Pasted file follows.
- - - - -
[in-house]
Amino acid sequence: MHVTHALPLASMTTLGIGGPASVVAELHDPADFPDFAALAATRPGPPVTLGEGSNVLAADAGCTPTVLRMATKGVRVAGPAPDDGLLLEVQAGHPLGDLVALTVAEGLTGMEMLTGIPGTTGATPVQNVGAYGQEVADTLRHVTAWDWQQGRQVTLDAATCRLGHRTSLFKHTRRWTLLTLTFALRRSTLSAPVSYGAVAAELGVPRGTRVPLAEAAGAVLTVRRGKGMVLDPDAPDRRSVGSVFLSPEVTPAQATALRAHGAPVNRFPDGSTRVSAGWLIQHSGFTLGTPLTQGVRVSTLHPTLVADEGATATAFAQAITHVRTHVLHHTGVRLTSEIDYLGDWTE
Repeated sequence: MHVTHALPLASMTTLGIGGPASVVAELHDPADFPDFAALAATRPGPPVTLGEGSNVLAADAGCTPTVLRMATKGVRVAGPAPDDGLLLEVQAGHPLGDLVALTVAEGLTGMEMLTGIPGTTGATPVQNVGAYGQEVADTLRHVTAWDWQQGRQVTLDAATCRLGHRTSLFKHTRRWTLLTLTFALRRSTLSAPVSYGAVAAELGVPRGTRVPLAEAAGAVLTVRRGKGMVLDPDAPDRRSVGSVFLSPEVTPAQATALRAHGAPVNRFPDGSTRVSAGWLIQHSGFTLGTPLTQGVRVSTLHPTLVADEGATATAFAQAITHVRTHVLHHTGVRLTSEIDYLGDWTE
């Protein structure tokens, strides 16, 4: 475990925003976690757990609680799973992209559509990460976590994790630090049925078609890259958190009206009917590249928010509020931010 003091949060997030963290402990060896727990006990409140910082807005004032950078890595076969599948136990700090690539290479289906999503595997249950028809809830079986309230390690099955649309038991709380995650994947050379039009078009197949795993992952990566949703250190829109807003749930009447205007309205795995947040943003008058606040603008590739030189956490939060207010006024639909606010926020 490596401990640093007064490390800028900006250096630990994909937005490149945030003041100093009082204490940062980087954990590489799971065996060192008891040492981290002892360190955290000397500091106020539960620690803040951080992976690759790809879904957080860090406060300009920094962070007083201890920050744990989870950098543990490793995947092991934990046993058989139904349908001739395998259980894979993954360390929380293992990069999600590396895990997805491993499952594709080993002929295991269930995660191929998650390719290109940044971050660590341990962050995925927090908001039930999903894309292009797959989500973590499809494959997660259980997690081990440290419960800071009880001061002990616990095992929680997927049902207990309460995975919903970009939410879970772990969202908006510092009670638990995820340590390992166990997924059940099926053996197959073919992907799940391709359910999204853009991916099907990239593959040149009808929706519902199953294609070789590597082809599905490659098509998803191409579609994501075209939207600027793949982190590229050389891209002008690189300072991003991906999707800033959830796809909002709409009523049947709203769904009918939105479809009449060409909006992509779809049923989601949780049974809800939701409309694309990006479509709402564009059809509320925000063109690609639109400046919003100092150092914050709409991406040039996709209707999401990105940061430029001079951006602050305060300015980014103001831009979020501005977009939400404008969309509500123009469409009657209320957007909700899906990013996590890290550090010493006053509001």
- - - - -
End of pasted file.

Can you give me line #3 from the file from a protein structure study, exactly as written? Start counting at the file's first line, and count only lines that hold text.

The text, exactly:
Repeated sequence: MHVTHALPLASMTTLGIGGPASVVAELHDPADFPDFAALAATRPGPPVTLGEGSNVLAADAGCTPTVLRMATKGVRVAGPAPDDGLLLEVQAGHPLGDLVALTVAEGLTGMEMLTGIPGTTGATPVQNVGAYGQEVADTLRHVTAWDWQQGRQVTLDAATCRLGHRTSLFKHTRRWTLLTLTFALRRSTLSAPVSYGAVAAELGVPRGTRVPLAEAAGAVLTVRRGKGMVLDPDAPDRRSVGSVFLSPEVTPAQATALRAHGAPVNRFPDGSTRVSAGWLIQHSGFTLGTPLTQGVRVSTLHPTLVADEGATATAFAQAITHVRTHVLHHTGVRLTSEIDYLGDWTE